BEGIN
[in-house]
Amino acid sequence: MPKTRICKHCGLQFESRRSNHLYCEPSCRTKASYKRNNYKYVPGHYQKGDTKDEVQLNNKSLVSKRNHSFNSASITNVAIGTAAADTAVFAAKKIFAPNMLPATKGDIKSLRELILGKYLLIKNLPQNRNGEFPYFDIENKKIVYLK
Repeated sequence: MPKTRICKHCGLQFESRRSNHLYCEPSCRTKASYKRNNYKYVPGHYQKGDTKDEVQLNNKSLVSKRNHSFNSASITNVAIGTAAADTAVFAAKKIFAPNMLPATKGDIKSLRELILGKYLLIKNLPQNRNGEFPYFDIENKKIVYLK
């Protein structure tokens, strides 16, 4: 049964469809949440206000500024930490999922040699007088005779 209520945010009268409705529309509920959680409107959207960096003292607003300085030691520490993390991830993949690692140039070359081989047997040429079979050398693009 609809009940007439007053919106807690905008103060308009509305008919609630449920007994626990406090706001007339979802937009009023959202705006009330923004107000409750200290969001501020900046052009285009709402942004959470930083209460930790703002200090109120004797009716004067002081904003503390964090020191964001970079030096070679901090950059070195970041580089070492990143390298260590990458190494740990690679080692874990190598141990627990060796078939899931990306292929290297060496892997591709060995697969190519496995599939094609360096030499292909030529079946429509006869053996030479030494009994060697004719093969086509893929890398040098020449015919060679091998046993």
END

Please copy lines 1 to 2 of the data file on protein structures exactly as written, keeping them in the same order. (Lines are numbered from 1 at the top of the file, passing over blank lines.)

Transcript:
[in-house]
Amino acid sequence: MPKTRICKHCGLQFESRRSNHLYCEPSCRTKASYKRNNYKYVPGHYQKGDTKDEVQLNNKSLVSKRNHSFNSASITNVAIGTAAADTAVFAAKKIFAPNMLPATKGDIKSLRELILGKYLLIKNLPQNRNGEFPYFDIENKKIVYLK